New look Scottish Senior Open hailed as success

Paul Broadhurst of England edged out Gordon Manson in a play-off to win the Scottish Senior Open at Archerfield. Picture: Getty
Paul Broadhurst of England edged out Gordon Manson in a play-off to win the Scottish Senior Open at Archerfield. Picture: Getty
Have your say

ANDY Stubbs, its managing director, believes a new pro-am format used for the £250,000 Prostate Cancer UK Scottish Senior Open is the way forward for the European Senior Tour as he bids to give the likes of Paul Broadhurst, the winner at Archerfield Links on his over-50s debut, a lot more playing opportunities over the next few years.

A decade ago, the circuit boasted 23 tournaments, the majority of which were in Europe itself but also included events in Barbados, Trinidad & Tobago, Egypt and Bahrain, where the end-of-season Tour Championship was held. In Mauritius, it still has a glamorous venue for that event, but, in total, the 2015 schedule consists of just 12 events.

Factor in two of those being US-based majors and it would be an understatement to say there’s precious little for the rank-and-file players to get excited about at the moment as they enter the twilight of their careers on the main European Tour.

“This is as tough as it’s been,” admitted Stubbs, who has been involved with the Senior Tour for more than 20 years. “We’ve had a couple of recessions but never before have we had Europe in such a financial mess. The regular Tour has been the same. Seven events in Spain to one. We had two in Spain and now we have none.

“There’s been many things that have affected us. We used to be supported by tourist boards, finance services companies, banks, insurance services, real estate developments etc, but they have gone in the last five years. A real hindrance has been the bribery act, corporate governance kind of thing of what companies can and cannot do.

“We were supported a lot by financial companies. They are under more and more scrutiny, so it’s not as easy for them to justify spending lots of money on golf. We’ve been in a cycle, but the good news is we are seeing the end of it.”

As was the case with events in both Germany and Jersey earlier this year, the one in which Broadhurst made a winning Senior Tour debut – he beat Austrian-based Scot Gordon Manson at the second extra hole in a play-off after forcing that by holing a 20-foot downhill birdie putt at the last – was played as a pro-am for the first two days.

Acknowledging that he envisaged seeing more tournaments adopt the same format on the circuit over the next few seasons, Stubbs added: “I think these pros are better at entertaining the amateurs and this is the best group of golfers you can get for this. They are good at entertaining the mature golfer, the decision maker, the corporate animal. Businessmen love playing golf and these boys are good value. We will be reducing fields next year to 54 pros and 54 ams. We won’t see a massive transition next year as in all events, but we will see a drift.”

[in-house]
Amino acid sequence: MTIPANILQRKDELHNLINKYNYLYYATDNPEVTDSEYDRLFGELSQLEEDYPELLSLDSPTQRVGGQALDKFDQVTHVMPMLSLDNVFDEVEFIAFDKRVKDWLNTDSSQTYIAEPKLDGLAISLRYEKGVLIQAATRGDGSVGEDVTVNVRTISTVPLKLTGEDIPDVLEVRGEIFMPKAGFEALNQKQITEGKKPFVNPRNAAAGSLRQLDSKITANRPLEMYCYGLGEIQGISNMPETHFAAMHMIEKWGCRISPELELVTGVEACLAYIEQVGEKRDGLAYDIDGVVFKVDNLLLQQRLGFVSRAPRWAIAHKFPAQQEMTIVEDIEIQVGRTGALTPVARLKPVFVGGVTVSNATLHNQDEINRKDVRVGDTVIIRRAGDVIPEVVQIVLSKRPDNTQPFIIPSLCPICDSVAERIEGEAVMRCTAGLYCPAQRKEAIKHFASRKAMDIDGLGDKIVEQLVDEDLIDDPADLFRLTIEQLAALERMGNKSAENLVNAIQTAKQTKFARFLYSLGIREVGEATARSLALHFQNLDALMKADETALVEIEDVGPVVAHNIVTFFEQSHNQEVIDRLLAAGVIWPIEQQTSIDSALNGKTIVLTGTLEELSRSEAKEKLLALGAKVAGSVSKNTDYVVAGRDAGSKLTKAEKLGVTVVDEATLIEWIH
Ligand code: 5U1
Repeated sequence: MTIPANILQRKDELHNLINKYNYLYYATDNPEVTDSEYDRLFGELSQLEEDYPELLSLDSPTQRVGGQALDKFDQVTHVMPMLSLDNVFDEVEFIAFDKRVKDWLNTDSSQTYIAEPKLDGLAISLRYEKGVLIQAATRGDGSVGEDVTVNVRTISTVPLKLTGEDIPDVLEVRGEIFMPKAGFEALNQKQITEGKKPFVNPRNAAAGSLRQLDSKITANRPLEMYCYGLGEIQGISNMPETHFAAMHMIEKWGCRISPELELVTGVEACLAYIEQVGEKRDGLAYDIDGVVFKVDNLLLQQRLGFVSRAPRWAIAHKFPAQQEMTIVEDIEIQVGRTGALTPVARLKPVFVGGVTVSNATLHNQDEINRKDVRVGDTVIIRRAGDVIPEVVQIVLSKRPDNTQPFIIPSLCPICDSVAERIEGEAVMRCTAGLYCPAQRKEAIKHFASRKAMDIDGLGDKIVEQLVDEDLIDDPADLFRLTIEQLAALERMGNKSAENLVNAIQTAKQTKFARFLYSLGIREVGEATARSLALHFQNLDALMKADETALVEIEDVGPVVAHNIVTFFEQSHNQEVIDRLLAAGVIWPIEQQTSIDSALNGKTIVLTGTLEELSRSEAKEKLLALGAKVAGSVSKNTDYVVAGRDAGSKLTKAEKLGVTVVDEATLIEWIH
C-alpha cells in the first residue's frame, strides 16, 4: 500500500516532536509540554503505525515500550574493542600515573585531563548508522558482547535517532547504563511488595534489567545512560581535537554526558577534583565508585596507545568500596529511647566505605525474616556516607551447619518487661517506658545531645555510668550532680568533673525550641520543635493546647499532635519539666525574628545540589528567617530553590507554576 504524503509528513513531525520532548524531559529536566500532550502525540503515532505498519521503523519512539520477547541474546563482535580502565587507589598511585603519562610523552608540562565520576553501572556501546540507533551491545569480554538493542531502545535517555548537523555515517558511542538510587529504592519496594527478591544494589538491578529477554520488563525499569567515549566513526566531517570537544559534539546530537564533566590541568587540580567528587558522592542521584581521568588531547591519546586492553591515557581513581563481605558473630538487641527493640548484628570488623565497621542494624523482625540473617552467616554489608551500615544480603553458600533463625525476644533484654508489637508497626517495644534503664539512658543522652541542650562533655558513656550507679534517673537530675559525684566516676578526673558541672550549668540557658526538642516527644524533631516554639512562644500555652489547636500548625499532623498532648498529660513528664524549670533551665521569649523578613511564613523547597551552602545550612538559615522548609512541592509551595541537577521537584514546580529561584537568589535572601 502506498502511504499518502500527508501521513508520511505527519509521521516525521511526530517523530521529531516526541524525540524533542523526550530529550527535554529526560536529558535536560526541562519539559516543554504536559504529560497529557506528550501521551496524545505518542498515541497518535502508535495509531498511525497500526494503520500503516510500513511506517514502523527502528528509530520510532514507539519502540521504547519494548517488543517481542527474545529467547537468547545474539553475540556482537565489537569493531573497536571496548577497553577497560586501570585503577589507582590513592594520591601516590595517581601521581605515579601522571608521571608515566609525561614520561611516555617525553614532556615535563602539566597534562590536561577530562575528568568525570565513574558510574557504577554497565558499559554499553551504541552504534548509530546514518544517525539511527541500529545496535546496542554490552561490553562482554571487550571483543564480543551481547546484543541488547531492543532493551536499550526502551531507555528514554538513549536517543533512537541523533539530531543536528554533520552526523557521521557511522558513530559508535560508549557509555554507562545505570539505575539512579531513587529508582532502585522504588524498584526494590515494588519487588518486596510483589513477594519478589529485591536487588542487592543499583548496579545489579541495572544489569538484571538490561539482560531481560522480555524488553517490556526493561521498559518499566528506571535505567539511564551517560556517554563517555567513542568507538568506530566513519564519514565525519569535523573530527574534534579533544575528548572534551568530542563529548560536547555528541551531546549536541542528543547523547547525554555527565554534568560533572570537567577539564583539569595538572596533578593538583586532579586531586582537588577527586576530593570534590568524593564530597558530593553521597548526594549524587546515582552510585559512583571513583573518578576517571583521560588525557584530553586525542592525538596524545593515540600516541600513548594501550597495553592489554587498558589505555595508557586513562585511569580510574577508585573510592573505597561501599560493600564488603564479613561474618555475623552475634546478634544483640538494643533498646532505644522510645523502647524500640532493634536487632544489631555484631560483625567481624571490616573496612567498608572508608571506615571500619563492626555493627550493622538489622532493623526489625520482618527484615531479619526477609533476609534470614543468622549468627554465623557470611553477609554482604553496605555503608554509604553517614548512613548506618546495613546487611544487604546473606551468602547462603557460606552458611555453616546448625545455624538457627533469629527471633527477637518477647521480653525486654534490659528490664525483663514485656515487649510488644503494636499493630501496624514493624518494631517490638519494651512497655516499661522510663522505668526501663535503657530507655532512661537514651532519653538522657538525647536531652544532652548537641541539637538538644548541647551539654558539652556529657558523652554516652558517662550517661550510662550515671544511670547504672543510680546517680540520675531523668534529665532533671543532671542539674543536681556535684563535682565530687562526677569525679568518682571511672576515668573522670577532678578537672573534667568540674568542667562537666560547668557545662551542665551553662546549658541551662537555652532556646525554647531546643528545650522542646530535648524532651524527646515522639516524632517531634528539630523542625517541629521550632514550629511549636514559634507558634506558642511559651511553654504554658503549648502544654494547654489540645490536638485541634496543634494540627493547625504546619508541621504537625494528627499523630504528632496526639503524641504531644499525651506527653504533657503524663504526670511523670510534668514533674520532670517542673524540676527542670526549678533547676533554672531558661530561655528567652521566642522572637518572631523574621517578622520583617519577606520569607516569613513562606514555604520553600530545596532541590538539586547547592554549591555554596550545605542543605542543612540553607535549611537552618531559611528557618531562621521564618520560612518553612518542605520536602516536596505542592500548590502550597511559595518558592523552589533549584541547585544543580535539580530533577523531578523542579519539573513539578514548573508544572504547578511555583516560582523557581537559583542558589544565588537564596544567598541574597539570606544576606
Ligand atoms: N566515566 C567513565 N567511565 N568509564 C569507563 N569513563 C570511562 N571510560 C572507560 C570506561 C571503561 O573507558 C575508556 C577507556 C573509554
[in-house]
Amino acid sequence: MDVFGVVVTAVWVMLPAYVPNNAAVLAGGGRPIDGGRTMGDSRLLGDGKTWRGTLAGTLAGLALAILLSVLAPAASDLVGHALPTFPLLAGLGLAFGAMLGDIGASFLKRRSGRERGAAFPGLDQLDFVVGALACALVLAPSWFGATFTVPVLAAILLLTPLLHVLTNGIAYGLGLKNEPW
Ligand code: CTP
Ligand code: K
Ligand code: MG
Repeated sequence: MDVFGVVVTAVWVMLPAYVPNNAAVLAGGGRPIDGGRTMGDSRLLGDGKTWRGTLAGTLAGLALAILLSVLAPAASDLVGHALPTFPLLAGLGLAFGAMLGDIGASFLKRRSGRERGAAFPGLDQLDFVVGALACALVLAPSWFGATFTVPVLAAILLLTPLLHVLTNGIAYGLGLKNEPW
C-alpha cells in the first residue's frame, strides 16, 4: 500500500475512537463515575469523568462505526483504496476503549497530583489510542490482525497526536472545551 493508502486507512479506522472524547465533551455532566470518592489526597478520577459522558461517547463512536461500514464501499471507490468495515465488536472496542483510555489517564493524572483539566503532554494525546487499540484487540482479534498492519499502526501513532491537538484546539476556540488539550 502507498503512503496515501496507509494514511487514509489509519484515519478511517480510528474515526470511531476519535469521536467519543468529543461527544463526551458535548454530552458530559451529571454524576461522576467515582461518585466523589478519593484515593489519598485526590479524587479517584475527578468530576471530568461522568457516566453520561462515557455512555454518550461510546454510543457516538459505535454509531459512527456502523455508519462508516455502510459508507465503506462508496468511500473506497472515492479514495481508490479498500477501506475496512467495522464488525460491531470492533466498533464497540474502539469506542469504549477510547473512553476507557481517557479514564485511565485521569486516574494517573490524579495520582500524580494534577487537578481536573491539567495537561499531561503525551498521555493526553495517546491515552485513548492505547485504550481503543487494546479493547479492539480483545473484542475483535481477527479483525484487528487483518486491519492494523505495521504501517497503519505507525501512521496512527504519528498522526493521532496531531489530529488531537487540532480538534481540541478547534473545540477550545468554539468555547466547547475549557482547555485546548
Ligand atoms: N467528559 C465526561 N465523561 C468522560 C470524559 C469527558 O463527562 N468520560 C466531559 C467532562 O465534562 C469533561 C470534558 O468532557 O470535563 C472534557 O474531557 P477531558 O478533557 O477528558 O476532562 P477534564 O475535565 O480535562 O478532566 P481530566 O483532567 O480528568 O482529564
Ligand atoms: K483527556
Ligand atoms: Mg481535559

Staging the long-running event for the first time, Stubbs hailed Archerfield Links as a “terrific” venue. “They are good at events and corporate activities – the service levels are great,” observed the well-travelled Englishman.

Tom Younger, chief executive at the East Lothian venue, said he had been “delighted” with the success of the tournament and described Broadhurst as a “good friend to Archerfield” through DJ Russell, who designed the two courses.

He added: “Working with the Tour, we hope to build this event into something very special and this has been a super start. I think the format worked very well with excellent feedback from all the players which gives us a great platform to build from. It is also important to mention the support we had from both Event Scotland and East Lothian Council which helped immensely.”

While a wedding ruled out such a possibility on this occasion, a Sunday finish is likely next year, when Stubbs is hoping Colin Montgomerie, a three-times Senior major winner since he turned 50, will be in the field.

“Colin, bless him, had this event pencilled in,” he revealed. “His success in the US Senior PGA meant he got into the US PGA at Whistling Straits. He would never turn that down and, as I understand it, that would have been his holiday week and he would’ve played here and then Woburn next week (in the Travis Perkins Masters). As it was, he was on holiday this week during the Scottish Senior Open.”

Set to be joined in the over-50s ranks next February by fellow Spaniard Jose Maria Olazabal, Miguel Angel Jimenez is another player that Stubbs believes can help raise the Senior Tour’s profile a bit more once he starts winding down on the main circuit. “Miguel was very frank when we sat down with him at the US Senior Open,” he said. “He still wants to play at the highest level, the WGCs, the majors etc. He’s incredible. But, when he starts coming out of regular tour commitments then we’ll try and do a partnership with him and Jose Maria Olazabal and go from there.”

The tenth player to win first time out on the circuit, Broadhurst birdied the 18th three times in a row to deny St Andrews-born Manson his second triumph of the season. “I was due a play-off win as my record was two victories in 12,” said the Englishman as he celebrated claiming a £38,000 top prize.